Today’s guest post is provided by Steven Barker, the owner of Acne Treatment One.com , a website featuring products, news, and new treatments to stop acne.
In 2011, dermatologists are very effective at treating inflammatory and non-inflammatory acne. But, some people feel that the chemicals used in modern medicine can be harsh on the skin or do not adequately treat their problem. This has caused some acne sufferers to look towards the supplement aisle at their local health food store for effective alternative treatments.
There are quite a few remedies for acne that rival the effectiveness of what is available in prescription form. These treatments include things like witch hazel , lemon juice, vitamin b5 , zinc, and grapefruit seed extract. But by far, the alternative treatment with the most data backing up it’s acne fighting claims is tea tree oil.
Tea tree oil is made from the leaves of the Melaleuca Alternifolia plant which originates from Australia. This essential oil was used by native people in the area to treat infections, cold, or skin problems. Extract from the plant became popular in the early 1900′s as a natural antibiotic. It was later phased out of use when modern antibiotics like penicillin were discovered. In the 1970s, new interest in all natural products resurfaced and production of tea tree oil on a large scale was resumed.
Researchers believe that the antibiotic, antifungal, antiseptic, and antiviral benefits come from over 90 bio-active compounds isolated from the plant. Concentrates from 5% up to 100% are used to treat ailments all the way from acne, to lice, to herpes infections. As well as being effective on acne, this oil may have uses as a remedy for toe fungus. Higher concentrations of 10% and above have been found to kill fungal growth in cases of athletes foot or fungus under the toenails.
For use in acne prevention, a solution of 5% is usually recommended. It may take 3-4 weeks of use to notice a significant improvement of acne breakouts.
An Australian study involving 124 subjects showed tea tree oil was just as effective as the most commonly used acne treatment, benzoyl peroxide. It was far less damaging to the skin, and was found to reduce whiteheads and blackheads just as well as many other known treatments. There have also been two more recent studies that reconfirmed its effectiveness as an acne fighter.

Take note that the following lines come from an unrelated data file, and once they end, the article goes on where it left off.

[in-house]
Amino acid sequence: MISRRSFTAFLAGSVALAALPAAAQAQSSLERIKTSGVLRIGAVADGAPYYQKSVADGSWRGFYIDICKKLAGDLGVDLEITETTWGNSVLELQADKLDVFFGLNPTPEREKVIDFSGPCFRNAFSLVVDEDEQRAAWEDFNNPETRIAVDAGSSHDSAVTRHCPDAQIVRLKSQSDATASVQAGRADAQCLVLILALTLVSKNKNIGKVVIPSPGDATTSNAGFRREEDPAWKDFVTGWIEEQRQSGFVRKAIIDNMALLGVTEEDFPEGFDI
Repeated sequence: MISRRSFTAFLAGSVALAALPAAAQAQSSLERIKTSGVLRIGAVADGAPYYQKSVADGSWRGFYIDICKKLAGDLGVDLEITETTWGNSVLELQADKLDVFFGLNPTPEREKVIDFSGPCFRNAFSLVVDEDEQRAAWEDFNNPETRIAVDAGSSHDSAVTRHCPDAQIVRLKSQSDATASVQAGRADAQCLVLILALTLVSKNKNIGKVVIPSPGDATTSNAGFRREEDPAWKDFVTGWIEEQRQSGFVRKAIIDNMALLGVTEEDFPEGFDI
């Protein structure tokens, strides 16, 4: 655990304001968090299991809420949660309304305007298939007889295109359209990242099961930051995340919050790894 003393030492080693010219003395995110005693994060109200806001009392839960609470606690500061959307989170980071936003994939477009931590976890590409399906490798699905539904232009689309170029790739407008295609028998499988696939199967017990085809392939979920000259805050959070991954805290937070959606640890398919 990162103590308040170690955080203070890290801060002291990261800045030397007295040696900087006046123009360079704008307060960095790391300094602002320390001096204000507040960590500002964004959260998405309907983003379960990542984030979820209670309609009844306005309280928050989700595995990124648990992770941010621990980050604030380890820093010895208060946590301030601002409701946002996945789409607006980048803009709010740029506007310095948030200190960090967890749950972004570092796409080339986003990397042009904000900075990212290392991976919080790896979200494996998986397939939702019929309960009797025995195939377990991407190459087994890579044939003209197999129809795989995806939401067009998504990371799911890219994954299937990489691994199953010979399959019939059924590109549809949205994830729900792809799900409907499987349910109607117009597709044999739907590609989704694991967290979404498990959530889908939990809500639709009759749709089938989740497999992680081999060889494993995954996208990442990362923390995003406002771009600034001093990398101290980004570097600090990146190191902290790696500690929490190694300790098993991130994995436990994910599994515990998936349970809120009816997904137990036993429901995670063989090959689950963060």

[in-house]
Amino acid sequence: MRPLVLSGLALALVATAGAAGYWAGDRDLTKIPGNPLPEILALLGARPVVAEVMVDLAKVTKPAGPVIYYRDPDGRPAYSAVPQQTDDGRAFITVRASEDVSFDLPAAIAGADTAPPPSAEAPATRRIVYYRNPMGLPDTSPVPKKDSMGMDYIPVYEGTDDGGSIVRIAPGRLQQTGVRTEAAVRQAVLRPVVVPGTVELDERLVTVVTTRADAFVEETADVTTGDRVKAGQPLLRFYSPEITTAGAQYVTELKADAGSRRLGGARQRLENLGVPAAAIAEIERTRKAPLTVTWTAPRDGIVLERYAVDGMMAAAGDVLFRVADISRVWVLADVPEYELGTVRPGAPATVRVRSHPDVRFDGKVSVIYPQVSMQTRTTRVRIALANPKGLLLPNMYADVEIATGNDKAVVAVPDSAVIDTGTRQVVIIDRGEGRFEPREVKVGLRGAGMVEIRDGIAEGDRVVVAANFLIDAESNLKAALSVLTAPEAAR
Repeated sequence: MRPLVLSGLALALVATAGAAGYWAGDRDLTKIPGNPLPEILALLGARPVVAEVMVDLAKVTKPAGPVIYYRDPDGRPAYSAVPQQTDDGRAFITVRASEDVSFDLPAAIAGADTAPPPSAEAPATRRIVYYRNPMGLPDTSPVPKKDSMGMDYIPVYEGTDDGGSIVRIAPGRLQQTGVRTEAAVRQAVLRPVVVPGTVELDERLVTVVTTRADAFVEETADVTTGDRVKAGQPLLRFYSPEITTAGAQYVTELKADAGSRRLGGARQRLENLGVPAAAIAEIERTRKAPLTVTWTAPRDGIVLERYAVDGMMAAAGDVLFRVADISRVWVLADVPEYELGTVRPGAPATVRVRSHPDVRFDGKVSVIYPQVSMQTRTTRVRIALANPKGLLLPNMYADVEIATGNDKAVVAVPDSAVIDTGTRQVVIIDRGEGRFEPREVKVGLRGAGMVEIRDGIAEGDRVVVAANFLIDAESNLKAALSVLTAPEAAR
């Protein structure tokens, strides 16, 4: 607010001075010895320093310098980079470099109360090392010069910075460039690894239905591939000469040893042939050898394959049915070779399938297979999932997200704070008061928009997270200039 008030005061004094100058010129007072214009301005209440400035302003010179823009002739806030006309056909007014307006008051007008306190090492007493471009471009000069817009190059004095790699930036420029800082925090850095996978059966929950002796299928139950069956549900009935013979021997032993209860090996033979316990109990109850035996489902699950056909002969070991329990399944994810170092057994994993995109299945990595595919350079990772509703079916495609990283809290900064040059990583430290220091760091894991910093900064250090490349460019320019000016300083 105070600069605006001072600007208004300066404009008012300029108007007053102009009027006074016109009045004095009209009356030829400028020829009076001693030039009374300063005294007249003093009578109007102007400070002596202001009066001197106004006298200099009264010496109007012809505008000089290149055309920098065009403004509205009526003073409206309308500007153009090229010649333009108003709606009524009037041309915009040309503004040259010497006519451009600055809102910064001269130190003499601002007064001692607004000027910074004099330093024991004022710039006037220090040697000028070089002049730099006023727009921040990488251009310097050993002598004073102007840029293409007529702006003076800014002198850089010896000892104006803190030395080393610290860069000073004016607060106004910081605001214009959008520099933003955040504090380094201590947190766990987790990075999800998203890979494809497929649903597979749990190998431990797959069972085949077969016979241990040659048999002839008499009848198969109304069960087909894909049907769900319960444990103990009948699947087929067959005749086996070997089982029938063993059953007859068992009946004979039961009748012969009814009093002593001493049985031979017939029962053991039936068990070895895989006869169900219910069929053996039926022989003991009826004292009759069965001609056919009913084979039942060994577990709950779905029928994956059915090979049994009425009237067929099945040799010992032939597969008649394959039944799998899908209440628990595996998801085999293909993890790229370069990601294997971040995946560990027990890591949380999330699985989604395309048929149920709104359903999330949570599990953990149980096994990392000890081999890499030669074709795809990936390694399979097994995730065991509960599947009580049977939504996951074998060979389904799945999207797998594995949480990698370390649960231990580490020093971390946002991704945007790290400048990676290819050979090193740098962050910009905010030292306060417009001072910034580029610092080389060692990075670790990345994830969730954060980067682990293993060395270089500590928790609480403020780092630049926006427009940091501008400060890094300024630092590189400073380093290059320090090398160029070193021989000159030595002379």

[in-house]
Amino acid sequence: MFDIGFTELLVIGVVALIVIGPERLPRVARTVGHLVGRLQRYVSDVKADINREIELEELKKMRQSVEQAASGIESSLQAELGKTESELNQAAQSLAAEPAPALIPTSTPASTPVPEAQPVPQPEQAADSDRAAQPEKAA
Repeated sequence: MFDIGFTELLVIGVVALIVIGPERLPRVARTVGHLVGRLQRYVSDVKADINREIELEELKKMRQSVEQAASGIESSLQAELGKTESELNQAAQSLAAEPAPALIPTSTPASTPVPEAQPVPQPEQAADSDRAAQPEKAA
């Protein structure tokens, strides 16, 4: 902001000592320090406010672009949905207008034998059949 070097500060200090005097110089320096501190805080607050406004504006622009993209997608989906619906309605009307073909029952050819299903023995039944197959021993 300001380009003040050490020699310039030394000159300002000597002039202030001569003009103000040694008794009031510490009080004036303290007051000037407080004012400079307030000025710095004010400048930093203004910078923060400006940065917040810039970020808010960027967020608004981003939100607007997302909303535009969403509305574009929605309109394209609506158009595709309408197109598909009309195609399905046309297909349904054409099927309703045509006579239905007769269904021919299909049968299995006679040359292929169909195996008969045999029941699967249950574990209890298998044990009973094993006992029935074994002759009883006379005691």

The substance terpinen-4-ol is believed to be the ingredient responsible for it’s anti-bacterial, anti-fingal, and anti-viral properties. Terpinen-4-o has been isolated from tea tree oil, but is not currently being sold as an isolate of substance.
Tea Tree Oil
Doctors recommend a 5% solution of topical tea tree oil to treat acne, applied once or twice daily. A 5% solution was the strength that was proven effective in positive Australian studies.
There are more concentrated tea tree oil creams and gels available, but a solution that is not diluted may cause irritation or blistering. Use them with caution. [FutureDerm.com note: Make sure you check with your dermatologist before beginning this or any other skin care treatment.]
Tea tree oil can be safely used externally, but can cause illness if swallowed. If ingested, it can cause symptoms that include fatigue, nausea, coma, and even hallucinations. There were also some reports of allergic reactions to the extract.
There was also 1 report of the oil leading to hormonal disruption in adolescent boys. There was a case where 3 boys developed gynecomastia as a result of either tea tree oil or lavender oil. This case was isolated and researchers aren’t sure of the actual cause, but they do recommend caution, as many effects of the substance are unknown. Some doctors also recommend that tea tree oil should be avoided by woman who are pregnant or breast feeding.
Tea tree oil has proven to be an effective treatment for acne. If used in the proper dosage, there were usually little to no side effects. Keep in mind that this essential oil of the Melaleuca Alternifolia plant is still under investigation. It’s properties are not fully understood and should still be treated with caution when used by adolescents or pregnant women.
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